Brown hasn't limited her efforts to education, though. Her organizations -- with 300,000 members and a 1986 budget of $2.9 million -- helped work successfully for a partial cutoff of U.S. dollars to worldwide family planning programs that include abortion. She backed New York Republican Rep. Jack Kemp's unsuccessful attempt to stop federal aid to U.S. family planning clinics that counsel for abortion. She also lobbied for legislation that would parents of minors before prescribing them birth control. Her local chapters have shut down abortion clinics, lobbied local PTAs to get a stronger dose of parental authority in sex education courses, and created hundreds of pro-life grassroots organizations. On any issue, Brown says proudly, her groups can generate 40,000 to 50,000 letters to Congress.
Within the antiabortion movement, Brown's views are extreme. The National Right to Life Committee takes no stand on birth cotrol, for instance, but Brown argues that widespread availability of birth control has undermined chastity and the character-building quality of self-denial, suffering and sacrifice. Her views turn on this belief: Sex outside of marriage is a sin.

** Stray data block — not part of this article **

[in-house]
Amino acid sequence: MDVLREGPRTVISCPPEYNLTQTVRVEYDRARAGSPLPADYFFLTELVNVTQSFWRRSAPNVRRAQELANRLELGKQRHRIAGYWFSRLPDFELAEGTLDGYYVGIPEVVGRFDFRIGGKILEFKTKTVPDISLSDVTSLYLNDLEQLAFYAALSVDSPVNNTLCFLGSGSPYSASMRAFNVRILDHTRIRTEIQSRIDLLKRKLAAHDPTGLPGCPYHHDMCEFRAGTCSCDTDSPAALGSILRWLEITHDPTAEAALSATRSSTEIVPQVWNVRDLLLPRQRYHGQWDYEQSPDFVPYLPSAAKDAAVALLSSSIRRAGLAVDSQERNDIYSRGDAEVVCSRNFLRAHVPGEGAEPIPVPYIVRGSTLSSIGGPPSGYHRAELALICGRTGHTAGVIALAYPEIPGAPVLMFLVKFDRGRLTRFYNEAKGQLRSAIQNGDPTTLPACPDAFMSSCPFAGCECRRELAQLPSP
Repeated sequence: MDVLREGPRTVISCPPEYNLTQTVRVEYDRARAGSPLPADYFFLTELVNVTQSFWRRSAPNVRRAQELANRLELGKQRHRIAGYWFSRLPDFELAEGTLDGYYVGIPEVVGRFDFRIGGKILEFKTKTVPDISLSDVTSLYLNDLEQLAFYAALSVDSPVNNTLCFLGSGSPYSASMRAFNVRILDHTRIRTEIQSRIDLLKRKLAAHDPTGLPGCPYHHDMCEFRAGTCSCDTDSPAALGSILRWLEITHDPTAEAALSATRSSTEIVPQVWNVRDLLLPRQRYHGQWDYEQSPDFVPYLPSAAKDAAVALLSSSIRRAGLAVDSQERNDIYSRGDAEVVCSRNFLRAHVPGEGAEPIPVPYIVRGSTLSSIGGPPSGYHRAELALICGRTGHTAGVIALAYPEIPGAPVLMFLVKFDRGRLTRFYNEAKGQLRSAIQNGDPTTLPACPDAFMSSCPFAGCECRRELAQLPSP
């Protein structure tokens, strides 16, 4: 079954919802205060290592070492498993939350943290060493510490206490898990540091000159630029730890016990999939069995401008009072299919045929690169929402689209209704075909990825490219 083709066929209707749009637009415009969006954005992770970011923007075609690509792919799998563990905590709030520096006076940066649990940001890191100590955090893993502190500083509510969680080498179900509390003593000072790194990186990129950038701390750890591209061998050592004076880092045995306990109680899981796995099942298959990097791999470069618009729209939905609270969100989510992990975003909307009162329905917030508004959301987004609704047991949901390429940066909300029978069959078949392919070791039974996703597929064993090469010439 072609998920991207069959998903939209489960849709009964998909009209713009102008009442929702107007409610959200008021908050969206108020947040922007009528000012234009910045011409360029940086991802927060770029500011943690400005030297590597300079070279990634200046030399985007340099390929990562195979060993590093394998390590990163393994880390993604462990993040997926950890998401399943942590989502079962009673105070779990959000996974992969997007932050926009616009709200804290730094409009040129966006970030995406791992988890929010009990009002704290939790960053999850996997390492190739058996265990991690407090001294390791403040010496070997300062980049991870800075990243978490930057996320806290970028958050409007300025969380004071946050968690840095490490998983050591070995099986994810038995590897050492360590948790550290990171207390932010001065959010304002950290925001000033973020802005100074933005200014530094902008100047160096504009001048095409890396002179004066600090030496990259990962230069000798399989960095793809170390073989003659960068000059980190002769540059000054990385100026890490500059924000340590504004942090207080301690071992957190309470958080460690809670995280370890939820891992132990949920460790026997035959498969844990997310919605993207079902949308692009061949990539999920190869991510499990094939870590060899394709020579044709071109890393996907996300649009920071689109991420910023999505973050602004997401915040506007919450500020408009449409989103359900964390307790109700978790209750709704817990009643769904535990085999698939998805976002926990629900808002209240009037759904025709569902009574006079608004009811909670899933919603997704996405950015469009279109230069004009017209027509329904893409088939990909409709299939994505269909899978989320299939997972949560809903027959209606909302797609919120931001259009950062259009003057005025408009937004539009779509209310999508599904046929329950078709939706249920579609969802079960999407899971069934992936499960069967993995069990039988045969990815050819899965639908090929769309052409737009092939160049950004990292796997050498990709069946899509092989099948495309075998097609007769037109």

Brown gives her arguments a certain social scientific patina: Health professionals, secular educators and feminists made a power-grab for the hearts, minds, bodies and pocketbooks of young people. In the guise of slowing teen pregnancy, they have actually promoted early teen sex. The result, she says, is epidemic venereal disease and abortion, divorce, teen promiscuity and pregnancy, eroded families and churches, and an abiding secular selfishness.
Yet Judie Brown's crusade is not really sociological, medical or scientific -- it is religious. Brown is Catholic. American Catholics today back legal abortion and practice artificial birth control in about the same percentages as Protestants. It's no longer people's denomination, but rather their devoutness -- how high they rank the importance of religion in their lives -- that predicts opposition to abortion, says Tom W. Smith, senior study director of the National Opinion Research Center in Chicago. At heart, pro-life is a movement of the devoutly religious. As Brown says, "We are going to win because God is going to perform a miracle."
So Judie Brown is a True Believer. She is not power hungry or greedy -- she pays herself $24,000 a year. She isn't a kook. The Judie Browns of our time are simply religious in a way that few people are religious today. To an outsider, this world can carry an aura of unreality, its dictums a tone of bigotry. To Brown and her followers that view is misguided, ignorant or evil, depending upon who is talking and how absolute is his God.
EVERYONE in the Oak Lawn banquet hall is white.
Judie Brown notices this right off, and she is disturbed. Picture it: Several hundred affluent white people listening to another affluent white person charge that a contraceptive health clinic at DuSable High School, in the heart of Chicago's black ghetto, is a racist, genocidal plot against poor blacks. Without victims, the message rings hollow.